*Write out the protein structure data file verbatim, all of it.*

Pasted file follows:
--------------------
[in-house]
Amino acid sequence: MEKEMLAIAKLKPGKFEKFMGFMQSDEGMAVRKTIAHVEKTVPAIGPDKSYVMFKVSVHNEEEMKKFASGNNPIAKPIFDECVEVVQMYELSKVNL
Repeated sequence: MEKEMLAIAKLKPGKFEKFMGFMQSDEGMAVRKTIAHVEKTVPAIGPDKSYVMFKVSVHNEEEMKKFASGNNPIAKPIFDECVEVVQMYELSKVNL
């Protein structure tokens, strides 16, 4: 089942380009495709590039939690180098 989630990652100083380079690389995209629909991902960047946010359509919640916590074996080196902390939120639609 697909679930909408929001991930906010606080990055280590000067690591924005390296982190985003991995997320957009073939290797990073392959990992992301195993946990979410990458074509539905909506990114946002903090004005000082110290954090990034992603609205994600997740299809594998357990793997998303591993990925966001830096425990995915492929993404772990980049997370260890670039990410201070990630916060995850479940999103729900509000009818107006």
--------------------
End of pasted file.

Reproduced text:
[in-house]
Amino acid sequence: MEKEMLAIAKLKPGKFEKFMGFMQSDEGMAVRKTIAHVEKTVPAIGPDKSYVMFKVSVHNEEEMKKFASGNNPIAKPIFDECVEVVQMYELSKVNL
Repeated sequence: MEKEMLAIAKLKPGKFEKFMGFMQSDEGMAVRKTIAHVEKTVPAIGPDKSYVMFKVSVHNEEEMKKFASGNNPIAKPIFDECVEVVQMYELSKVNL
């Protein structure tokens, strides 16, 4: 089942380009495709590039939690180098 989630990652100083380079690389995209629909991902960047946010359509919640916590074996080196902390939120639609 697909679930909408929001991930906010606080990055280590000067690591924005390296982190985003991995997320957009073939290797990073392959990992992301195993946990979410990458074509539905909506990114946002903090004005000082110290954090990034992603609205994600997740299809594998357990793997998303591993990925966001830096425990995915492929993404772990980049997370260890670039990410201070990630916060995850479940999103729900509000009818107006």